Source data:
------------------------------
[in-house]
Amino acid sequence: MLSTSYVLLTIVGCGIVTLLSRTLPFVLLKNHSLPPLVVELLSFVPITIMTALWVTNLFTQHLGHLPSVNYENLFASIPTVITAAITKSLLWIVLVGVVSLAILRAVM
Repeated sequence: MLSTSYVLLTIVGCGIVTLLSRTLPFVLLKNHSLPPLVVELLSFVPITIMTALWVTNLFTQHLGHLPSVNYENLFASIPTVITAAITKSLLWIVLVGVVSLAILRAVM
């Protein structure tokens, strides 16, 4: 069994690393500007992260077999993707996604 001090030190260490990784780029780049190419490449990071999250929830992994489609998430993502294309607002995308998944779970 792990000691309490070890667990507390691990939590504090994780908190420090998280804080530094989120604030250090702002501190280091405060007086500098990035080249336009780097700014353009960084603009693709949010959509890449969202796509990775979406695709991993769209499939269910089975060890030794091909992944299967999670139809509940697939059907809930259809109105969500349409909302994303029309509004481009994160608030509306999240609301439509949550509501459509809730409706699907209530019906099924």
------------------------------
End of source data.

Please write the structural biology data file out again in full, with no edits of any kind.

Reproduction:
[in-house]
Amino acid sequence: MLSTSYVLLTIVGCGIVTLLSRTLPFVLLKNHSLPPLVVELLSFVPITIMTALWVTNLFTQHLGHLPSVNYENLFASIPTVITAAITKSLLWIVLVGVVSLAILRAVM
Repeated sequence: MLSTSYVLLTIVGCGIVTLLSRTLPFVLLKNHSLPPLVVELLSFVPITIMTALWVTNLFTQHLGHLPSVNYENLFASIPTVITAAITKSLLWIVLVGVVSLAILRAVM
């Protein structure tokens, strides 16, 4: 069994690393500007992260077999993707996604 001090030190260490990784780029780049190419490449990071999250929830992994489609998430993502294309607002995308998944779970 792990000691309490070890667990507390691990939590504090994780908190420090998280804080530094989120604030250090702002501190280091405060007086500098990035080249336009780097700014353009960084603009693709949010959509890449969202796509990775979406695709991993769209499939269910089975060890030794091909992944299967999670139809509940697939059907809930259809109105969500349409909302994303029309509004481009994160608030509306999240609301439509949550509501459509809730409706699907209530019906099924």